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Responsive vs. Adaptive: Choosing the Right Path to Optimize for Mobile

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By Phil Dunn

Did you know 65 percent of today’s smartphone users use their devices to make purchases? Additionally, tablet penetration in the U.S. market is up nearly 50 percent since 2012. It is even expected that tablets will outsell PCs as soon as 2015. Within this expanding and unavoidable mobile device market, however, almost half of tablet users are complaining that retailer websites are not proficient enough for online tablet shopping, according to TheFind. This may be due to pages that take several minutes to load, sites that have strange formatting on users’ devices, or webpages that are just not supported by the shopper’s device.

Whatever the reason, it is clear that businesses cannot further postpone adapting their websites’ compatibility for mobile devices any longer. We’ve been talking on our blog about the content side of things that we are experts in here at Onboard Informatics, but display is just as important as content. So how do we provide these mobile users with the best experience possible? For the companies that already have successful mobile device platforms, they have either adapted a responsive or an adaptive Web design approach.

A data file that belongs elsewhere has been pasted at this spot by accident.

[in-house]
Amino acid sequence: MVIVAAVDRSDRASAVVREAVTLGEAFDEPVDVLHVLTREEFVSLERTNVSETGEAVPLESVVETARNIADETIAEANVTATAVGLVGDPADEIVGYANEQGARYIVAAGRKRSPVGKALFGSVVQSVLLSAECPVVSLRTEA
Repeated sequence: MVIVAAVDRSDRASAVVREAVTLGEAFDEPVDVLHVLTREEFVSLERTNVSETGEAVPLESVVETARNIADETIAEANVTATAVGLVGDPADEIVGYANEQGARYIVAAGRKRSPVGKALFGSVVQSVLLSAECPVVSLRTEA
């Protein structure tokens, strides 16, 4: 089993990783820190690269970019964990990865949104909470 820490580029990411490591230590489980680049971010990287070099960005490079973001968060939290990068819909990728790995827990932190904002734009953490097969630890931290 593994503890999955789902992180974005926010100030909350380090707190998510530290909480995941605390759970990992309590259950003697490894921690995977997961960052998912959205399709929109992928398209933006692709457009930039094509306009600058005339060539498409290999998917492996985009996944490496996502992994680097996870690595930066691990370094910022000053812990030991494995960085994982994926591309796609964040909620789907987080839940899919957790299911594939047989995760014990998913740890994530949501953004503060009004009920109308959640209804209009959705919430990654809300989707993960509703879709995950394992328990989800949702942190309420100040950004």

A Responsive Web Design, or RWD, is a singular webpage coding that adapts to the screen size it is appearing on. More specifically, the approach utilizes pre-determined size brackets that designate when and how the site will change as it passes through each bracket. Cycle to Work Calculator’s webpage is a perfect illustration of RWD in action. The main benefit of RWD is that it is remarkably easy to manage. As opposed to having multiple different codings, the programmer needs only one. The main deterrent, however, is that advertising space and the attached potential revenue is quickly eliminated on smaller devices and screens.

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